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Congressional Republicans want Nevada monuments cut back

Two Obama-era national monuments in the Silver State would be dramatically scaled back if the Trump administration follows a recommendation from 17 congressional Republicans, including Nevada Rep. Mark Amodei.

In a letter to Interior Secretary Ryan Zinke, members of the all-GOP Congressional Western Caucus urged the reduction or repeal of 19 of the 22 monuments currently under review by the Trump Administration.

The 704,000-acre Basin and Range National Monument in remote Lincoln and Nye counties doesn’t deserve to be any bigger than “approximately 2,500 acres in our estimation,” the Western Caucus members wrote.

They went on to argue that Gold Butte National Monument in northeastern Clark County should be “confined to the smallest area compatible with proper care and management of the objects to be protected,” but they offered no specifics on how much of its 297,000 acres should be carved away.

The letter’s only detailed suggestion for Gold Butte came in the form of a quote from former Rep. Cresent Hardy, R-Nev., who previously said that perhaps 50 to 100 acres were all that were needed to protect Native American petroglyphs in that area.

According to Amodei and company, President Barack Obama only designated the monument late last year as a favor to then-Sen. Harry Reid, D-Nev., and an act of “political retribution” against the Bundy family, which has illegally grazed cattle in the area for decades.

Longtime Las Vegas conservationist John Hiatt was part of a dedicated group of people who spent years lobbying for the protection of Gold Butte. He laughed at the idea that the monument was created by the president to settle a grudge against some ranchers. “That’s just nonsense,” Hiatt said.

On the chopping block

The 17 representatives who signed the June 30 letter are also calling for nine monuments to be rescinded altogether, four of them in Arizona, two in Utah and one each in California, Maine and Oregon.

Eight other monuments — four in California, two in New Mexico, one in Idaho and one in Montana — should be chopped down in size “in coordination with state and local stakeholders,” the caucus members say.

Only three of the 22 national monuments currently under review by order of President Donald Trump should be spared from any boundary changes under the recommendations from the congressional Republicans: Sand to Snow in California, Canyons of the Ancients in Colorado and Hanford Reach in Washington.

Momuments Congress

Las Vegas Review-Journal

Trump gave Zinke until Aug. 24 to recommend possible action on any monuments created by presidential decree since Jan. 1, 1996, that he deems too large or too restrictive to public access or economic development. Five marine national monuments in the Atlantic and Pacific oceans are also under review in a separate but related process.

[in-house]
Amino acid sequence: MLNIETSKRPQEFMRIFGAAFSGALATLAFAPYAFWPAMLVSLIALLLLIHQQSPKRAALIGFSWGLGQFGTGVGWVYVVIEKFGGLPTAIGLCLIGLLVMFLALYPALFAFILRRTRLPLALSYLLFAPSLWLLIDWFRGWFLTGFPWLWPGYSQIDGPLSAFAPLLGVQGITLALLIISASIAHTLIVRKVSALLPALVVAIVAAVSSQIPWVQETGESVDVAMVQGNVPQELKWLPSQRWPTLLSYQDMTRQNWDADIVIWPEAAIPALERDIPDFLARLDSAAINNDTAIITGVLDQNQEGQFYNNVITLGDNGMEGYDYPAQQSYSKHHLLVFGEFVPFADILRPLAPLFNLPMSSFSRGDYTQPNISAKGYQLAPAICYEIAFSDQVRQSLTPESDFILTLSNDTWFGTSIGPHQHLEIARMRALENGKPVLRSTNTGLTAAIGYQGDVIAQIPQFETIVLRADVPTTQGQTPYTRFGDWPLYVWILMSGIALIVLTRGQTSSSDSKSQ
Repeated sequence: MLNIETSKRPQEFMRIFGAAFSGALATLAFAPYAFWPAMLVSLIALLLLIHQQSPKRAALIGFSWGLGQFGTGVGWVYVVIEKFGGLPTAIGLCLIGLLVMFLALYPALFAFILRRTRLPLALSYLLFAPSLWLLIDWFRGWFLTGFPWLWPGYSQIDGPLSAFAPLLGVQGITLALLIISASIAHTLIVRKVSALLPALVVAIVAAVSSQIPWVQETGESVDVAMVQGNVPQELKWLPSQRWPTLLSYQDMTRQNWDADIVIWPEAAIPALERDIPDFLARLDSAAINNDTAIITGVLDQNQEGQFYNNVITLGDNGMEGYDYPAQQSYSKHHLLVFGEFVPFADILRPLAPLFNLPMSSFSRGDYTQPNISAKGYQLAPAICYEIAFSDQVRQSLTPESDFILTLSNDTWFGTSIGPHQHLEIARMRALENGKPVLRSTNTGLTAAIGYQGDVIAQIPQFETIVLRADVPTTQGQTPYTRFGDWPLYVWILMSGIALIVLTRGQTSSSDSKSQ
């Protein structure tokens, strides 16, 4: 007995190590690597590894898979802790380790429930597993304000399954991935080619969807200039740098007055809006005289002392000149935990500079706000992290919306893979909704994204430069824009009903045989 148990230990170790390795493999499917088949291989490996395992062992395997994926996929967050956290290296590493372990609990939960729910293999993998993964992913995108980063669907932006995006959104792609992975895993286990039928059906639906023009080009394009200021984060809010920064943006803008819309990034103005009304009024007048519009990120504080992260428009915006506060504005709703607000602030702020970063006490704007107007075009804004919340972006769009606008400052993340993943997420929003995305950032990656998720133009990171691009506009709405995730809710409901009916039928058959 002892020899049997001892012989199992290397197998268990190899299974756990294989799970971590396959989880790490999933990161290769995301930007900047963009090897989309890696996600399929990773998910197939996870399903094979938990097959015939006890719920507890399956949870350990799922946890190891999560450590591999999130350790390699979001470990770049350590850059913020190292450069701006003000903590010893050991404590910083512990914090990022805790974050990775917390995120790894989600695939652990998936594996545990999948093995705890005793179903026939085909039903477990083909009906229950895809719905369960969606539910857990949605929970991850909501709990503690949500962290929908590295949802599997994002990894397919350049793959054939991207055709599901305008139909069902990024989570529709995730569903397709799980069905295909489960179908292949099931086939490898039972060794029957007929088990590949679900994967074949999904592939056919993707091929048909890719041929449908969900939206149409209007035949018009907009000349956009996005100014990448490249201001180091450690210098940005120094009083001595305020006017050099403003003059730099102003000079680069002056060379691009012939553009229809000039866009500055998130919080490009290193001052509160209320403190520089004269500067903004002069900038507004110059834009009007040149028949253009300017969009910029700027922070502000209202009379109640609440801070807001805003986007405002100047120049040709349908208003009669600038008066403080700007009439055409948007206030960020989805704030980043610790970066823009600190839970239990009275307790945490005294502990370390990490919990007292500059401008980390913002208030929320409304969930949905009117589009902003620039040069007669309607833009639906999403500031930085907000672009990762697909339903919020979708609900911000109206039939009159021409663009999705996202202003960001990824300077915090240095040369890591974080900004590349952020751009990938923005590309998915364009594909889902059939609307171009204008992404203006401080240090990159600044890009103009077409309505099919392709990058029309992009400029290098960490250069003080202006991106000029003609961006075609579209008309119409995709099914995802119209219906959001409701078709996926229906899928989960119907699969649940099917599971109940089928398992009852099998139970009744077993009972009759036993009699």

More than 1.2 million comments were submitted during the public input period for the review, which ended Monday. The vast majority of the comments came from people, Hiatt among them, who said they opposed the review and wanted the monuments kept as they are.

He said many of these national monuments are vast for a reason. “If you’re going to protect something , the context in which it exists is almost as important as the object itself,” Hiatt said. “That’s particularly true of cultural features.”

Some decisions already made

The Congressional Western Caucus members consider the monument review a much-needed check on executive overreach. “Over the past 20 years, presidents from both sides of the aisle have used the stroke of a pen to unilaterally lock up hundreds of millions of acres using the oft-abused Antiquities Act” of 1906, their letter states. “We ask that the department commit to working with Congress to rein in this outdated law.”

It’s unclear how much influence the congressional letter will have on Zinke, who has promised to visit Gold Butte and Basin and Range in person this month before passing judgment on the two Nevada monuments.

Though Zinke agreed with caucus members that Hanford Reach should be left unchanged, he bucked their suggestion that Craters of the Moon in Idaho be scaled back and Bears Ears in Utah eliminated outright.

Instead, he is recommending no changes for Craters of the Moon and an as-yet-unspecified boundary reduction for Bears Ears.

Contact Henry Brean at hbrean@reviewjournal.com or 702-383-0350. Follow @RefriedBrean on Twitter.

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